Undergraduate Course: Family Law (Ordinary) (LAWS08126)
|School||School of Law
||College||College of Arts, Humanities and Social Sciences
|Credit level (Normal year taken)||SCQF Level 8 (Year 1 Undergraduate)
||Availability||Available to all students
|Summary||This course focusses on Scots law as it relates to children and families. The first half of the course deals with children and child law; the second part deals with the law relating to adult relationships and the breakdown of adult relationships, although both parts overlap throughout.
The aims of the course are:
(i) to support new students through the course and to help ensure that they learn, enjoy and develop a growing interest in child and family law.
(ii) to introduce students to the basics of Scots law within the framework of the European Convention on Human Rights and the United Nations Convention on the Rights of the Child.
(iii) to teach students the importance of learning how to retrieve relevant legal information and how to use primary legislative sources, case law and academic sources as authority to support legal positions.
(iv) to convey to students the importance of taking the time to think about, and consider, legal issues and problems before concluding an outcome.
(v) to give students the confidence to apply their learned knowledge to wider legal problems and issues that arise through further reading, research and learning.
(vi) to provide a learning forum for students to develop legal knowledge and skills that can be applied in group tutorial settings, and to foster an interest that encourages and enables analysis and critical discussion of related legal issues.
(vii) to encourage independent study of taught areas of law as well as fostering an interest in developing knowledge and interest in wider related issues that go beyond the scope of the course.
Entry Requirements (not applicable to Visiting Students)
||Co-requisites|| Students MUST also take:
Scottish Legal System (LAWS08128)
||Other requirements|| None
Information for Visiting Students
|Pre-requisites||This course is only open to visiting students coming through a direct exchange with the School of Law (including Erasmus students on a Law-specific Exchange). Exchange students outside of Law and independent study abroad students are not eligible to enrol in this course, with no exceptions. Students must also enrol on Scottish Legal System (LAWS08128).
|High Demand Course?
Course Delivery Information
|Academic year 2022/23, Available to all students (SV1)
|Learning and Teaching activities (Further Info)
Lecture Hours 22,
Seminar/Tutorial Hours 5,
Summative Assessment Hours 2,
Programme Level Learning and Teaching Hours 2,
Directed Learning and Independent Learning Hours
|Assessment (Further Info)
|Additional Information (Assessment)
||Degree examination 100% of the final mark. In order to test the students overall knowledge and skills in relation to the course, all students must answer a compulsory problem question that covers all sections of the course work and that is worth 50% of the final mark. In addition to this, students must choose one out of two more specific, focused problem questions worth 25% of the final mark, as well as one out of two essay questions worth the final 25% of the mark.
||Hours & Minutes
|Main Exam Diet S1 (December)||2:00|
|Resit Exam Diet (August)||2:00|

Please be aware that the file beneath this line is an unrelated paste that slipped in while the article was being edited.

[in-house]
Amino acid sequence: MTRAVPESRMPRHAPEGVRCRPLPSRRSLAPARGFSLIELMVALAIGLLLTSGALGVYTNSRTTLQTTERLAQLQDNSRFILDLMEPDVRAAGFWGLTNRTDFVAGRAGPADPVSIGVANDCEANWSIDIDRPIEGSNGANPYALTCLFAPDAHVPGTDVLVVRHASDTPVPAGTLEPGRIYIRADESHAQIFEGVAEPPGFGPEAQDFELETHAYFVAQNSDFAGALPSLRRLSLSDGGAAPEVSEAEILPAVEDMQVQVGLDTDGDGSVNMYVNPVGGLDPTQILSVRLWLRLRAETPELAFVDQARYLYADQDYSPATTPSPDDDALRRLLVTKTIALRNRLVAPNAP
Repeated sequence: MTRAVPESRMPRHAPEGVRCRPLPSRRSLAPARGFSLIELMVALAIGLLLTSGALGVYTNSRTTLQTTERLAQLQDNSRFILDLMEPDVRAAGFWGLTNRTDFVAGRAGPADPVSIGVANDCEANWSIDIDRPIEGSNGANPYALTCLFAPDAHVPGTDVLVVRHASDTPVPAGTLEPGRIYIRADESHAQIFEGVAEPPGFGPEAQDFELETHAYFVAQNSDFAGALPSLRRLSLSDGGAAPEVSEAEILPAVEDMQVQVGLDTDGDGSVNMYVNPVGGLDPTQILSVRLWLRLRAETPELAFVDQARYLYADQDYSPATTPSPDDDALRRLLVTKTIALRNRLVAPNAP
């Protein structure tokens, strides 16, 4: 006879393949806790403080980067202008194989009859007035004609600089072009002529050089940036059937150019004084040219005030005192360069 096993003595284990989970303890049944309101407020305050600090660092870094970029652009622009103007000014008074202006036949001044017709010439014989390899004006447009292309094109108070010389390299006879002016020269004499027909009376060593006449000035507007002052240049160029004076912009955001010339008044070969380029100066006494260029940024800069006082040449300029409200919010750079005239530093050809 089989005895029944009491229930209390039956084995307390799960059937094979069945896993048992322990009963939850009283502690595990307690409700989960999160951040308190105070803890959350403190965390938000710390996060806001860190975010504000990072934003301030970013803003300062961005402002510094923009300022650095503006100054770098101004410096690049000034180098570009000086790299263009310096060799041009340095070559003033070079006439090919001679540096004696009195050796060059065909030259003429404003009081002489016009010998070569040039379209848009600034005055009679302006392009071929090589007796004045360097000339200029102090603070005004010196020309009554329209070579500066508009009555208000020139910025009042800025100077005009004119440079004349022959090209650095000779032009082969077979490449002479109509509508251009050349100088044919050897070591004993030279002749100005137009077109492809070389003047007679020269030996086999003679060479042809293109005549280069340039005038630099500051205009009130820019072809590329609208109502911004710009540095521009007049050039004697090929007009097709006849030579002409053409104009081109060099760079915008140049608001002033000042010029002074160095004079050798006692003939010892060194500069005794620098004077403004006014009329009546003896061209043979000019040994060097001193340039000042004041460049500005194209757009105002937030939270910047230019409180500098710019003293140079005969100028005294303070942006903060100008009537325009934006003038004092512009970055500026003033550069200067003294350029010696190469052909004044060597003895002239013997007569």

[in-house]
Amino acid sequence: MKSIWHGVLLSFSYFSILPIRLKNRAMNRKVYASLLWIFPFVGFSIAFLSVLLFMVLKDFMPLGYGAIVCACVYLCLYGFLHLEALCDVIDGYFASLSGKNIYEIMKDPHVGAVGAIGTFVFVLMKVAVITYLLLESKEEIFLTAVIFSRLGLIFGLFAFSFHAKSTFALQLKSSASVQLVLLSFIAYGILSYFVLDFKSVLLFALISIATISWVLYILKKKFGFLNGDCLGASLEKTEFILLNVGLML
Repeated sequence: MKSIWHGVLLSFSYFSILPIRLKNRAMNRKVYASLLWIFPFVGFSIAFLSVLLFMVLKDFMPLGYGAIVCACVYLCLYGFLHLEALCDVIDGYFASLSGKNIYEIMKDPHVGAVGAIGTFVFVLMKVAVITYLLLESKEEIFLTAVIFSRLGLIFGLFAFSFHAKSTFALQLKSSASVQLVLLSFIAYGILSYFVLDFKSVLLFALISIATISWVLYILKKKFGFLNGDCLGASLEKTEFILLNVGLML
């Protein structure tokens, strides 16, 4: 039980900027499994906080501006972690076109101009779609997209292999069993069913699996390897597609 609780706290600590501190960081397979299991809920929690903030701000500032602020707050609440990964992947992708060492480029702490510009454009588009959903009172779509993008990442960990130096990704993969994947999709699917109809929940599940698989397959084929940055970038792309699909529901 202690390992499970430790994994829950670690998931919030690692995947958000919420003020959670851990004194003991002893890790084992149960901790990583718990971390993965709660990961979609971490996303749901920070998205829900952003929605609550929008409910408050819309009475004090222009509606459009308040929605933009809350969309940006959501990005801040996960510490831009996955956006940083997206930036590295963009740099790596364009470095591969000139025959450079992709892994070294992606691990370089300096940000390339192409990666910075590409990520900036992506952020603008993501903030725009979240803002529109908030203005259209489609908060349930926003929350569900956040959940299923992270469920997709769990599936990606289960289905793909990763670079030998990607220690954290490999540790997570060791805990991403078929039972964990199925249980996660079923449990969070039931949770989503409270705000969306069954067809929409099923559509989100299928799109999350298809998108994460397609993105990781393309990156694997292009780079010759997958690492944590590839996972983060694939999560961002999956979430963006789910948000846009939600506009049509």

On completion of this course, the student will be able to:
- Having completed the course students should be able to demonstrate a basic knowledge of: *legal personality (natural) and the legal capacity of children; *the establishment of parenthood and its consequences, including responsibilities and rights;
- *the civil status and legal rights of children; *child protection and state intervention;
- *the creation and place of marriage, civil partnerships and cohabitation in contemporary society; *the dissolution of marriage and civil partnerships; *the proprietary consequences of divorce and dissolution of civil partnerships;
- *the legal position of cohabitants and the rights and obligation arising from cohabitation;
- *the impact of international human rights and the Human Rights Act 1998 on Scots Family Law; *the impact of the EU on Scots Family Law
|Graduate Attributes and Skills
||Having completed the course students should be able to demonstrate a basic ability to:
*Recognise, analyse and rank arguments and evidence in terms of relevance and importance by:
o managing volume of legal sources and select key material to construct written or oral answers to a problem.
o identifying the legal problem from information provided.
o addressing problems by reference to relevant material.
o bringing together and integrating information and materials from a variety of different sources.
o acknowledging ranking of sources and relative impact in context.
o application of the law and problem-solving in a legal context.
o presenting arguments for and against propositions.
*Be aware that arguments require to be supported by evidence, in order to meet legal requirements of proof by showing awareness of the need for evidence to support arguments
*Apply knowledge and analysis
o in a legal context
o creatively to complex situations in order to provide arguable solutions to concrete problems by presenting a range of viable options from a set of facts and law.
*Think critically and make critical judgments on the relative and absolute merits of particular arguments and solutions
*Act independently in planning and undertaking tasks in areas of law which he or she has already studied
*Reflect on his or her own learning, and to seek and make use of feedback
|Keywords||Family Law Ord
|Course organiser||Mrs Kathleen MacFarlane
|Course secretary||Mrs Suzanne Strath
Tel: (0131 6)517000